The Academy and the exhi­bi­tion space, which is a very large cor­ri­dor (28,59m), are locat­ed in the build­ing that was a police sta­tion before World War II. Upstairs there’s beau­ti­ful day­light, which gives the impres­sion of a German Kunstverein. From the start, there was an audi­ence from the school, but in the begin­ning of March 2014, I made the choice to oper­ate under the name DASH and not the Kortrijk Academy. Unfortunately, there is still some stig­ma attached to this type of insti­tu­tion as being out­dat­ed and old-fash­ioned (in the sense of paint­ing flow­ers and draw­ing nude mod­els). By call­ing the project DASH I cre­at­ed a con­text and an autonomous unit with­in a larg­er ecosys­tem. I believe that the geo­graph­ic loca­tion is not that rel­e­vant any­more in times of Internet and social media. It mat­ters for foot traf­fic and get­ting large crowds at open­ings and events, but we have a steadi­ly grow­ing audi­ence in Belgium as well as abroad. Kortrijk is well-known for col­lec­tors of con­tem­po­rary art. The audi­ence is very diverse, which is interesting.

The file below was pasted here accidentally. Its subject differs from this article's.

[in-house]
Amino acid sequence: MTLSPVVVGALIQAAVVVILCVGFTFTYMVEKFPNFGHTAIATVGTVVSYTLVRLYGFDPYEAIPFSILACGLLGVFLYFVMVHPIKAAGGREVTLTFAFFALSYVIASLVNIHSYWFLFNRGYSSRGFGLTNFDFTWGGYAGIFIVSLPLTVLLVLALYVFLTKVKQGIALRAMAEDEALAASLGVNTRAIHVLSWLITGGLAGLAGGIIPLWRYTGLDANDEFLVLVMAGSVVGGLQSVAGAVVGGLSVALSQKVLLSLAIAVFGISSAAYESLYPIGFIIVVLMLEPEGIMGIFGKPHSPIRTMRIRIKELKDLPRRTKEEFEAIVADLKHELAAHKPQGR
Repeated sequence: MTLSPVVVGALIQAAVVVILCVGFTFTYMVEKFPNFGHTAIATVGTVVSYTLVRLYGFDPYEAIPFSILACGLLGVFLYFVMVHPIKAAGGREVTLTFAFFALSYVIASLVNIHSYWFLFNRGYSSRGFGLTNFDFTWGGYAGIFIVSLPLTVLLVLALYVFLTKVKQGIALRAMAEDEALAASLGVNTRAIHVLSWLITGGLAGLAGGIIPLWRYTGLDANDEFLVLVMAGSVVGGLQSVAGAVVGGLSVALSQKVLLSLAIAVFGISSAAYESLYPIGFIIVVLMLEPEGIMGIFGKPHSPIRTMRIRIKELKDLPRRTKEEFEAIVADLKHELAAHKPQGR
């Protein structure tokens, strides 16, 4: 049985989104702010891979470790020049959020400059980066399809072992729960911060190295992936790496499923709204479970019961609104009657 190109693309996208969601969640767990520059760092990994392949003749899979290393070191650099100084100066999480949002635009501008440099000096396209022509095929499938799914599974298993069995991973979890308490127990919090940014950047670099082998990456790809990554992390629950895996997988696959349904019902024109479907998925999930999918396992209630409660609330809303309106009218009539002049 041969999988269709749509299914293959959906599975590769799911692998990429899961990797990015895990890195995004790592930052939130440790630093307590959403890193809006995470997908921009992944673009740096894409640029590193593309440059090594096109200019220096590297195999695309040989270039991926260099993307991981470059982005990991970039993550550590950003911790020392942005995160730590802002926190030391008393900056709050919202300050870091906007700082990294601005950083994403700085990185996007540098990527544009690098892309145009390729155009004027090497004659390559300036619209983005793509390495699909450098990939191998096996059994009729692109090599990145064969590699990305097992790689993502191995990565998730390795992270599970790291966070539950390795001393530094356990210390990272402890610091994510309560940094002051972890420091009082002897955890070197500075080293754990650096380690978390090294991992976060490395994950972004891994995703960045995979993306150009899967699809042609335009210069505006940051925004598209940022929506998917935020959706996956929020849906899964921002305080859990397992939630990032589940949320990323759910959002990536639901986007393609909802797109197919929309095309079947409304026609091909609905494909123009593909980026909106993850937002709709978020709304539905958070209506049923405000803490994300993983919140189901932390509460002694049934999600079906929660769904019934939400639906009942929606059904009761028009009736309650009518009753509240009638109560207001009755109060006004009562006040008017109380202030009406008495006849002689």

Can you tell me more about the book you recent­ly published?